Consensus Based Organizational Behavior; Committees without a Chairperson

“To me, consensus seems to be the process of abandoning all beliefs, principles, values and policies. So it is something in which no one believes and to which no one objects.” Margaret Thatcher

My experiences in organizations of all sizes indicate that there is an almost universal organizational yearning for everyone to “get along” in all that is done.  For leaders this usually means that every, or most, problems are resolved at levels below them by employees working together and achieving consensus on solutions.  In some cases this is fine.

Straightforward challenges can have well defined solutions around which general agreement can be made.  But for serious matters at the highest levels of large organizations, the challenges, let alone solutions, are rarely straightforward.  Problems at this level are complex, difficult, mysterious, and require gut wrenching choices, if properly addressed.  It’s at this level where consensus based organizational behavior breaks down and indeed causes much damage.

The effects of a consensus based organizational culture:

  • Leaders rely on the group to intuitively understand or even develop their own comprehension of the problem(s) to be solved. A clear understanding of leader intent is rarely the starting point.
  • Outcomes are a product of protecting personal relationships/interests and minimizing the possibility of creating friction with a future boss or influencer.
  • Discussions and outcomes that pose the possibility of disagreement are avoided because participants know that their personal equities are influenced by others in the group.
  • Employees have trouble recognizing that each of them works directly for their boss, whose concerns and equities should be principal in their focus. Other influence holders and influences displace or dilute the primary relationship between direct report employees and their leaders.
  • IPT representatives minimize the impact of deliberations on their office rather than maximizing broader organizational benefits.
  • There is little or no informed debate or discussion.
  • Innovation, adaptation, critical thinking, and advocacy are discouraged; even punished.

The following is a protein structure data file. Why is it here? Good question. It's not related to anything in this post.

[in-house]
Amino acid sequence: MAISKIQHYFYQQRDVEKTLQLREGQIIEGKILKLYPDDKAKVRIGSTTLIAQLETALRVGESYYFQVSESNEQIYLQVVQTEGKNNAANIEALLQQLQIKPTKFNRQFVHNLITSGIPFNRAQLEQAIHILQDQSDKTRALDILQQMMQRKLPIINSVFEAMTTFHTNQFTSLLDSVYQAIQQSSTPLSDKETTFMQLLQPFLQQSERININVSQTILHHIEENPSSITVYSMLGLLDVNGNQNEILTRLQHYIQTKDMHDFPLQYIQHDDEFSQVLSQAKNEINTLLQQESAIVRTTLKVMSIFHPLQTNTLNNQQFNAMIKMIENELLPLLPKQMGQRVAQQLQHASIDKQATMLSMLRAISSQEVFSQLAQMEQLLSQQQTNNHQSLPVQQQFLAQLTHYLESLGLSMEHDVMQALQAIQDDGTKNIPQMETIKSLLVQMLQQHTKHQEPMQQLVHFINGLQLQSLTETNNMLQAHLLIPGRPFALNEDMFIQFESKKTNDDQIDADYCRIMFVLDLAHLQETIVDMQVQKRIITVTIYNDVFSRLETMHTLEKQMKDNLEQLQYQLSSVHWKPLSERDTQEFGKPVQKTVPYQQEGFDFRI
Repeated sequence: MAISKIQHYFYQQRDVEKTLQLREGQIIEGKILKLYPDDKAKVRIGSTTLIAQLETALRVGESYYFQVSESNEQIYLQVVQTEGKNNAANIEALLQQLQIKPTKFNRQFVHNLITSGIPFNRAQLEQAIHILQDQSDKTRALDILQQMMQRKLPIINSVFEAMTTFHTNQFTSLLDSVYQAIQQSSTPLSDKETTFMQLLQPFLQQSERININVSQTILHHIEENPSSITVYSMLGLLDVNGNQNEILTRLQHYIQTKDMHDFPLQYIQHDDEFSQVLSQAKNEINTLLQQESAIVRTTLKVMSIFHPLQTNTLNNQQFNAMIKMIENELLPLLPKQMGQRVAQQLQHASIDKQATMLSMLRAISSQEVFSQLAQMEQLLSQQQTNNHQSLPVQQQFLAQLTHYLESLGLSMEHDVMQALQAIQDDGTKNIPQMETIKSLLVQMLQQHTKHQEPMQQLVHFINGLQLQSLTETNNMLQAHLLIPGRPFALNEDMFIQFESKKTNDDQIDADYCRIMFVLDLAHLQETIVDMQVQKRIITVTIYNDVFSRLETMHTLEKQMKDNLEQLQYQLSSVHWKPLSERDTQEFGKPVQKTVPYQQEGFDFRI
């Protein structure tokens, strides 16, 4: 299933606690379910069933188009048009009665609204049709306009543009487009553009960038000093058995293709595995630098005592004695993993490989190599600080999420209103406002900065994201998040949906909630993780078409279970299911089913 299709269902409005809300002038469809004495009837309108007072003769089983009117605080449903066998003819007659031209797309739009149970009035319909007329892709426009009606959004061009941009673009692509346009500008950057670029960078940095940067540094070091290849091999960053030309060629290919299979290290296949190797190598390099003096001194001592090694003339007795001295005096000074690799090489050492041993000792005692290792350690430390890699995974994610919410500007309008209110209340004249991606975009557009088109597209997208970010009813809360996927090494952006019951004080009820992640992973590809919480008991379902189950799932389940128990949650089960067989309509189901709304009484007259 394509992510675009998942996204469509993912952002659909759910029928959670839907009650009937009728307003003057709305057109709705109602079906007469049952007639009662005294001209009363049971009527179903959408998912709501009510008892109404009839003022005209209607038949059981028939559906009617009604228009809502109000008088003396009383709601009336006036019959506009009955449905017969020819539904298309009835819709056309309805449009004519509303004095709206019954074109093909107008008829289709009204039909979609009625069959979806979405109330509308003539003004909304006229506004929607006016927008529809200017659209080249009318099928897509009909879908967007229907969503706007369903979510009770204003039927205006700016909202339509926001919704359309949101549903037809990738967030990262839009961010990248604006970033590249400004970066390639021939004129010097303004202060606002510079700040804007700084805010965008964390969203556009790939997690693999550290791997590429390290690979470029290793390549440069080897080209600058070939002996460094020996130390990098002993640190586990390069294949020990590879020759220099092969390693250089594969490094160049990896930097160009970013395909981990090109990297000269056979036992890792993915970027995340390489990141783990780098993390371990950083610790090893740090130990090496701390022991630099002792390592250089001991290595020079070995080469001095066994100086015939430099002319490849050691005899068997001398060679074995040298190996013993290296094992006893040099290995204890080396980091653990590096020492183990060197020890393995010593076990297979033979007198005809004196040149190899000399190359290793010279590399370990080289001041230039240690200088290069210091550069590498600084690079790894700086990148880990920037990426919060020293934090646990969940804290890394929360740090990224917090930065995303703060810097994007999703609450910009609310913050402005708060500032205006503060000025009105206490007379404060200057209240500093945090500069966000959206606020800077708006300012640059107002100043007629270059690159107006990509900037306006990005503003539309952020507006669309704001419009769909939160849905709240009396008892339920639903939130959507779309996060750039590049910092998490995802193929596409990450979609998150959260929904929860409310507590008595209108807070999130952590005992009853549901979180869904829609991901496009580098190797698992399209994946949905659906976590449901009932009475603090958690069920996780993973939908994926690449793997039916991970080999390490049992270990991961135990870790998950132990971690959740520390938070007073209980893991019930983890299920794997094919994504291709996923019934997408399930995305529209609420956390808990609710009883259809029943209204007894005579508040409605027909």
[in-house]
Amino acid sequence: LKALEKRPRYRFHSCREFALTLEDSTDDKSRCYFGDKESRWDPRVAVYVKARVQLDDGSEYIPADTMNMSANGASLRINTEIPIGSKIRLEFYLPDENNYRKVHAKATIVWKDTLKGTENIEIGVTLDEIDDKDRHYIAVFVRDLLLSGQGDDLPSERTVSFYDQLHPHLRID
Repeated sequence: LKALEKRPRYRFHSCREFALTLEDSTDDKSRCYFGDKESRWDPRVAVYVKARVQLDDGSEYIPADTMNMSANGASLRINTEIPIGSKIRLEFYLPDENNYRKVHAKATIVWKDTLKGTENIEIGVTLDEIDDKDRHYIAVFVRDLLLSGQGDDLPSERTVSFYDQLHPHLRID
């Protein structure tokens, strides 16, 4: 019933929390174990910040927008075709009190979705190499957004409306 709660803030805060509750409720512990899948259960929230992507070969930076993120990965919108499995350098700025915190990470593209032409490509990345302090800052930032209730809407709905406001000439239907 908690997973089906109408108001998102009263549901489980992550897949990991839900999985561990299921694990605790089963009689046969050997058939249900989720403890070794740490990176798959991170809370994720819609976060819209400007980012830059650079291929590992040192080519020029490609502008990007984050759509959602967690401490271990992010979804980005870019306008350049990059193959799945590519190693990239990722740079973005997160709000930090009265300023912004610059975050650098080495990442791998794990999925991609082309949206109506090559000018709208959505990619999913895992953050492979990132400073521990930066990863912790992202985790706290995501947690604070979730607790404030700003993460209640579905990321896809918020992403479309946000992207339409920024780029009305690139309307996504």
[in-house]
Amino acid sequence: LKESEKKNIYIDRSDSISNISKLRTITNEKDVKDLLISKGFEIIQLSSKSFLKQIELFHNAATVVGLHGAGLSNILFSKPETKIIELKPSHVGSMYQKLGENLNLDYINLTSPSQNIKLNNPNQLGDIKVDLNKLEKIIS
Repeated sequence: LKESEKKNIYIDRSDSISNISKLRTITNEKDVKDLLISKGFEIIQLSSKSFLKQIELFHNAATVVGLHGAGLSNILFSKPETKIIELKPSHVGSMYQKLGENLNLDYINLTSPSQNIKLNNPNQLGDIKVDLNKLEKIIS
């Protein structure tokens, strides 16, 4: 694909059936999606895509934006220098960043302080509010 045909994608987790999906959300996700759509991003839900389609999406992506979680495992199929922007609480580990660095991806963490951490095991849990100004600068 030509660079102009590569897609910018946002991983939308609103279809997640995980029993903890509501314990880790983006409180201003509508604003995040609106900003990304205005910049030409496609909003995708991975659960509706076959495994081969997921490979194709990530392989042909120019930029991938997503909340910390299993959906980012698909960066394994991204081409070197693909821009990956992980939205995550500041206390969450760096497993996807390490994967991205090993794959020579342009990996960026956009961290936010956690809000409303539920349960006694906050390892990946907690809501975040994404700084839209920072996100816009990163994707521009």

• Creativity is suppressed and cannot be actualized in concrete ways; by changing things to improve the organization.
  • Outspoken personalities and outright bullying can dominate collaboration.
  • Everyone has a veto, knows it, and feels empowered to exercise it.
  • Organizational initiatives and processes can and do stop altogether when a single party refuses to act.
  • It can be difficult to determine if a decision or outcome was reached at all. Or by whom, and under what authority.
  • There is no final responsibility or accountability for the outcome.
  • There are minimal or no sustainment of outcomes.
  • There are no issue adjudication or problem solving processes that review options and selects the best choice(s) for the organization.
  • There are no decision support processes that perform due diligence and integrates staff work to recommend the best option(s) to decision makers.
  • Ad hoc problem solving bodies are employed to deal with symptoms instead of the root causes of problems. Usually in the aftermath of an organizational crisis.
  • People simply refuse to participate in organizational collaboration by not showing up for planning sessions and meetings.
  • Decisions are made to accommodate or work around the personalities involved instead of doing what is best for the organization.
  • Internal organizational communications can be crippled and substantially “softened”, made intentionally less precise, less fact based, and less results-oriented so as not to provoke challenges or friction. Stovepipes are reinforced when people don’t share basic information for fear of triggering unfavorable responses from future influencers.
  • These behaviors originate at the top and propagate to lower levels.
  • Outputs are the “lowest common denominator” outcome on which all can agree.
  • The status quo usually prevails.

I see this dynamic in academia, local, state, federal government, and not-for-profit organizations almost every day. It’s a crippling problem that only leaders can solve.

“A consensus means that everyone agrees to say collectively what no one believes individually.” Abba Eban

Keith Stalder, #59

Copyright © 2015 Keith Stalder & Associates, LLC. All rights reserved.

Keith Stalder has over 40 years of leadership experience in organizations from the very large and established to small technology start ups and everything in between. With a broad and deep appreciation for, and understanding of, the fundamental challenges of organizations and businesses, both in government and the private sectors, his passion is to help all organizations become all that they aspire to. He is the founder of Keith Stalder and Associates, LLC, a company dedicated to advancing organizational visions and fundamentally transforming how businesses everywhere are run. Visit for more information.